• M0

    In a magic square, is the middle number always the average of all the other numbers? It seemed to be the pattern in all the magic squares in this module.

  • MOD M0 M1 M2 M3 M4 M5

    Hello!

    That is an excellent observation! You're correct, except it only applies for \( n \times n \) squares where \( n = \) odd number (\( 3, 5, 7, \) etc.). This is because for squares with even number of rows and columns, there is no "middle" number.

    To generalize for all squares with an odd number of rows/columns, I'm going to refer to the Challenge Explanation 1 of 3 video as shown below:
    Screen Shot 2020-03-24 at 5.41.05 PM.png
    The above screenshot shows the sum of all numbers in a 3x3 magic square. Similarly, In an \( n \times n \) square:
    Sum \( = 1+2+3+...+n^2 \)
    \( = \frac{(n^2+1)}{2} + \frac{(n^2+1)}{2} + \frac{(n^2+1)}{2}+...+\frac{(n^2+1)}{2} \) [\( n^2 \) times]
    \( = \frac{(n^2+1)}{2} \times n^2 \)

    Since there are \( n^2 \) numbers, the average of all numbers in the square is:
    \( [\frac{(n^2+1)}{2} \times n^2] \div n^2 = \frac{(n^2+1)}{2}\)

    Let's check: For a 3x3 square, Prof. Loh showed that the center number is 5. Plugging in 3 for n, \( \frac{(n^2+1)}{2} = \frac{(3^2+1)}{2} = 5\).
    Therefore, for an \( n \times n \) square, the center number will always be \( \frac{(n^2+1)}{2}\).

    Hope this helps!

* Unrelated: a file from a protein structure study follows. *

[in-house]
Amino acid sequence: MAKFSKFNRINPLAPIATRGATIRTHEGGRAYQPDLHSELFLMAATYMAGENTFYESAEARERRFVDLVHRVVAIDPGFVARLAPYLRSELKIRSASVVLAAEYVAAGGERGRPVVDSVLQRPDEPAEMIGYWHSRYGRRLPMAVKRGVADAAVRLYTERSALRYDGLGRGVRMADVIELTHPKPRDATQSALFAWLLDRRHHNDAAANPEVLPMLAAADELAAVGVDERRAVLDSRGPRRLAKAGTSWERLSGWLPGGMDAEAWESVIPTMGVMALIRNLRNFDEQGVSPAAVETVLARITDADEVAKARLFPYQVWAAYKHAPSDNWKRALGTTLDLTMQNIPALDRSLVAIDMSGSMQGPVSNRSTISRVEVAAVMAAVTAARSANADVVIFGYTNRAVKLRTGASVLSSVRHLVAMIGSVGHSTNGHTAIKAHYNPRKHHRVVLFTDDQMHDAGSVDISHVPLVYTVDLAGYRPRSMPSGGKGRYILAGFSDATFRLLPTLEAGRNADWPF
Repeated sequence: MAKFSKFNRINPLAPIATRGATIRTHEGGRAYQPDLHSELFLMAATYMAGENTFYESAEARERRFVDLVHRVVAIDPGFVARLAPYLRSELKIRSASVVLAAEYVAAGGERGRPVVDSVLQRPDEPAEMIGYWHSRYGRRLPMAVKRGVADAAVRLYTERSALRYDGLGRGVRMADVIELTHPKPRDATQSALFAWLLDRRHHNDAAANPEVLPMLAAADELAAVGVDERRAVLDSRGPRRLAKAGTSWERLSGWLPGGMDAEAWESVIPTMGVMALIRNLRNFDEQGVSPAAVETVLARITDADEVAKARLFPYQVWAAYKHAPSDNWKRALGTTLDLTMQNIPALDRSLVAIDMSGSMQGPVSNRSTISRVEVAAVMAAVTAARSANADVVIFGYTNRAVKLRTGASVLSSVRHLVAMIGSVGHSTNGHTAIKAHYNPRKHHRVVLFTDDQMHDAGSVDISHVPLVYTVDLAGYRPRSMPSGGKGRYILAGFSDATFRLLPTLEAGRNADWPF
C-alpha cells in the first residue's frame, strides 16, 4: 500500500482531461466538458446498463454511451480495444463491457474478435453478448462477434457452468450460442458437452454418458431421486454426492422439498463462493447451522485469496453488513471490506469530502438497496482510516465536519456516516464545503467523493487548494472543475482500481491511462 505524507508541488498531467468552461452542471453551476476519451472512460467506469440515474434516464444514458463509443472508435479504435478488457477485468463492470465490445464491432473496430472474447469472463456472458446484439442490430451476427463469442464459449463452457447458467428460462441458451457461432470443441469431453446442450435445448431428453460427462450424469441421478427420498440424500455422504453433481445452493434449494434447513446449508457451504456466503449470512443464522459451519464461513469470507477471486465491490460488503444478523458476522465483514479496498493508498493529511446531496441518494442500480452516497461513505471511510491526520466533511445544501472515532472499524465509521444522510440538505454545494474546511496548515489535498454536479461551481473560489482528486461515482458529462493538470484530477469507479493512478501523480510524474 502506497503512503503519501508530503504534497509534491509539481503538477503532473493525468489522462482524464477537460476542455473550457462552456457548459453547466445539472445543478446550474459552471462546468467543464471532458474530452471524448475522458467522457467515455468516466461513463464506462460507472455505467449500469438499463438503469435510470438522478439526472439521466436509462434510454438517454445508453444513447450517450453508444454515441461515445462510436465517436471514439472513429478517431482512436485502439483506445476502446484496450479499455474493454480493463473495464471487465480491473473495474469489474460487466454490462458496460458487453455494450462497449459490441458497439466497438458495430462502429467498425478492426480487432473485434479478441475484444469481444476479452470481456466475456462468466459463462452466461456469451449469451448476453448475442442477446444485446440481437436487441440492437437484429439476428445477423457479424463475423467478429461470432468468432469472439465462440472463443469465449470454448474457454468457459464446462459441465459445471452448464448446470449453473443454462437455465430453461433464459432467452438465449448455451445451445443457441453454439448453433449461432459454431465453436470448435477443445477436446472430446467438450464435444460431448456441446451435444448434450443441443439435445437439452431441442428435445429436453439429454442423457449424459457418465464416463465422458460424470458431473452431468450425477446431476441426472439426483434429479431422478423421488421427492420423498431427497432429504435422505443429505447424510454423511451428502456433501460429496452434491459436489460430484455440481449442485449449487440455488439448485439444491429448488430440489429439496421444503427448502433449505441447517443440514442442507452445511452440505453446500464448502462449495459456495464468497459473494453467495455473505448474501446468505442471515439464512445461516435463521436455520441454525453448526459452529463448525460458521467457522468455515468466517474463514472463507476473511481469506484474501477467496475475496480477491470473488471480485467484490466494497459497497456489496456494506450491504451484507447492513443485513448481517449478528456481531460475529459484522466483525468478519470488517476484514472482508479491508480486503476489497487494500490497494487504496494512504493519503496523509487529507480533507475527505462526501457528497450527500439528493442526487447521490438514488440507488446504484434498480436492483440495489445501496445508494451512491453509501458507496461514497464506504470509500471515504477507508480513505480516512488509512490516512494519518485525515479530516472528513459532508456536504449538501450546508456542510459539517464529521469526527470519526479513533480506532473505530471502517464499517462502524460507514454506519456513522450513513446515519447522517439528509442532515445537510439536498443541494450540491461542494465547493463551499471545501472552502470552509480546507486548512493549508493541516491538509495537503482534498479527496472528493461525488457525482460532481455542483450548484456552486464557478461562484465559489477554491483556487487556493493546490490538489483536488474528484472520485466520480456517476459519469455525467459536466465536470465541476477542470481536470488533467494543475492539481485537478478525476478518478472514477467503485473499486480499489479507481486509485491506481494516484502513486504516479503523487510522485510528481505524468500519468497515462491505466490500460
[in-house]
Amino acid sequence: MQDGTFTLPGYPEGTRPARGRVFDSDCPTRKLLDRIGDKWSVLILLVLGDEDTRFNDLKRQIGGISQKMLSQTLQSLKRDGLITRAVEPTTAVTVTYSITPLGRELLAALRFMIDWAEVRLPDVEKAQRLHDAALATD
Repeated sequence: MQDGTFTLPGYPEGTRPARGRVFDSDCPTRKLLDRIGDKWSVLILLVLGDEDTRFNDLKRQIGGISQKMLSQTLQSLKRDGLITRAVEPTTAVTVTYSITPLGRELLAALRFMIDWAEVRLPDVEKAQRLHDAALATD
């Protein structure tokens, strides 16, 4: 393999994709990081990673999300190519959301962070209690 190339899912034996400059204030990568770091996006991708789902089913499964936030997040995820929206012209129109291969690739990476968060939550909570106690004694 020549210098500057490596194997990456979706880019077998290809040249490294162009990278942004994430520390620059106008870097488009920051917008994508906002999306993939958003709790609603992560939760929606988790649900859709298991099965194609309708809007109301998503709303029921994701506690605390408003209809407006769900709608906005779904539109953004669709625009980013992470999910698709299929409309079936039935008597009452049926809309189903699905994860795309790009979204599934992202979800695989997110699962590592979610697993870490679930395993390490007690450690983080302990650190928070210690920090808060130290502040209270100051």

Happy Learning,
    The Daily Challenge Team

  • M0

    Hi Minji

    Thanks for the answer. I am still a bit confused. Haven't you just shown that the average of the sum of all the numbers equals n squared plus one all over 2? How does this prove that the middle number of the magic square is always the average?

    Thank you

  • MOD M0 M1 M2 M3 M4 M5

    Hi again!

    I apologize for the confusion. I had misunderstood your question and tried to show how to calculate the average of all numbers in the square. The middle number is not necessarily the average of all the other numbers. Great observation, though!

    Happy Learning,
    The Daily Challenge Team

  • M0

    Hi @ingeniousosprey See, there's another way to do it. In the first magic square the numbers were 1, 2, 3, 4, 5, 6, 7, 8, 9. The median is 5 in this list. That is the middle number in the first magic square. The sum will be the median of the list times 3. It works for the second magic square too.

  • M0

    Also, yes. The mean is all the numbers sum divided how much numbers there are.